Formula E racing -- the electric version of traditional Formula racing -- is a growth segment for major automakers, including the likes of Nissan, Porsche, BMW, and Mercedes-Benz. This matters to everyday drivers because much of what automakers are learning on the track trickles down to our driveways.
The racetrack is a proving ground for engineering and technological innovation. Jaguar's first all-electric production car, the I-PACE, has benefited from lessons learned on the Formula E circuit.
Unlike the throaty roar of a Formula One or NASCAR races, Formula E vehicles sound more like a "regular" road car traveling on the interstate. Actually, it sounds to me more like a loud whine, like an EV family car on steroids.
In conventional racing, drivers listen to the sound of their engines to decide when to switch gears, which may be several times a minute, to get just the right torque and speed for hairpin turns or straightaways. Since EVs don't have conventional gears, Formula E drivers focus on the dashboard battery power readouts, because constant acceleration drains batteries. At 100-plus mph, these batteries drain that much faster.
It's a delicate balance of easing on and off the throttle to push the battery a few more laps. So you could say Formula E teams have range anxiety, like the rest of us.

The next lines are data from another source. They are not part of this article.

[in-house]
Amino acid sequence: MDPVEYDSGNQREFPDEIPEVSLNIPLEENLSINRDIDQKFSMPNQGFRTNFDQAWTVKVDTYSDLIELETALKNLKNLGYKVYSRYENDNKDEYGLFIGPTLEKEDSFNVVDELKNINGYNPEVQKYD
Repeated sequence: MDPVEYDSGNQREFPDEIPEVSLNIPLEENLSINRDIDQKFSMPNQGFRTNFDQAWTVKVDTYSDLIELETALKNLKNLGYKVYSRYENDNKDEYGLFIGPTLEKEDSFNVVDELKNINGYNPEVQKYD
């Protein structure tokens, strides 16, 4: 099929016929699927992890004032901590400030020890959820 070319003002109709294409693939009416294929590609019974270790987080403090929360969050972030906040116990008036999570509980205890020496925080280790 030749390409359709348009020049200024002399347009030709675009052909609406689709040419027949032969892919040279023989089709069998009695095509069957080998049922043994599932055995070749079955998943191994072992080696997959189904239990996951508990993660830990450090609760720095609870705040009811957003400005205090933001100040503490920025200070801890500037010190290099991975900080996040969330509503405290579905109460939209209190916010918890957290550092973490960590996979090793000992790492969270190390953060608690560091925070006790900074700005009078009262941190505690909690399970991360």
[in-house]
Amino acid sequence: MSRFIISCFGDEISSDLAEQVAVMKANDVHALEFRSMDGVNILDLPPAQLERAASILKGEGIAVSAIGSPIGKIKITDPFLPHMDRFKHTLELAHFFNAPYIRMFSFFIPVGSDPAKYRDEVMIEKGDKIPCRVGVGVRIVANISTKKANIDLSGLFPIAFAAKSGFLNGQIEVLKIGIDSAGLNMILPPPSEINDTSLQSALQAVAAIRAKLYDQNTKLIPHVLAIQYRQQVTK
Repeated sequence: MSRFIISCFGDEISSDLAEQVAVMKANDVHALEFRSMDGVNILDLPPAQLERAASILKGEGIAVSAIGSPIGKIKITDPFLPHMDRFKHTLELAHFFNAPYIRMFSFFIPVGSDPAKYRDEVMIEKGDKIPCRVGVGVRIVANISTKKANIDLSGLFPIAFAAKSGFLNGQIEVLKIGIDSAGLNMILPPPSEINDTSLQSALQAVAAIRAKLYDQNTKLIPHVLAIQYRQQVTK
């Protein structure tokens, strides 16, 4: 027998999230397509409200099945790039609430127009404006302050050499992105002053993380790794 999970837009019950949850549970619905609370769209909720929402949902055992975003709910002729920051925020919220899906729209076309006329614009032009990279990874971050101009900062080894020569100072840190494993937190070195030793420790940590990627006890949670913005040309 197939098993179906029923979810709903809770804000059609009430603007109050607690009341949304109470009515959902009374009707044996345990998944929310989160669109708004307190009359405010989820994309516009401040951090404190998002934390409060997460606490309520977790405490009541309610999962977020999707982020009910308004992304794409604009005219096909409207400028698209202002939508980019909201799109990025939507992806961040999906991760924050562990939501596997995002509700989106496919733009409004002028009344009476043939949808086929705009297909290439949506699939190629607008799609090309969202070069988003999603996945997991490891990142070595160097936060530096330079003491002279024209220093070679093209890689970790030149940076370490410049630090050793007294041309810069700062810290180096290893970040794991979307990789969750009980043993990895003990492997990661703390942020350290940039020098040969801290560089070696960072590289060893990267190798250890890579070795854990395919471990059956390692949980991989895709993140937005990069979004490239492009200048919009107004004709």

Although Formula E racecars are powered by the equivalent of several hundred laptop or smartphone batteries, they still don't have enough power to complete the 50-minute race. Drivers switch vehicles mid-way through the race. Winners are awarded via the same points system as standard Formula races.
Race organizers already have announced that the 2018-2019 season will have more powerful batteries, so drivers won't have to switch vehicles. That's a good sign for us everyday Electric Vehicle buyers, who will be getting those hunkier batteries one day soon.
To control costs, all teams have the same carbon fiber chassis and battery, and Michelin all-weather tires. The focus is on developing electric vehicle powertrains, and each team designs its own, including the motor, transmission, inverter and rear suspension.
With the exception of the Mexico ePrix, every round of the ePrix championship takes place on temporary street circuits in the center of the world's major cities. These cities include Montreal, Marrakesh, Beijing, Buenos Aires, Monaco, Montreal, London and New York City, where I watched a robocar navigate the circuit along the Brooklyn waterfront in a pre-race demonstration of autonomous driving technology last year.
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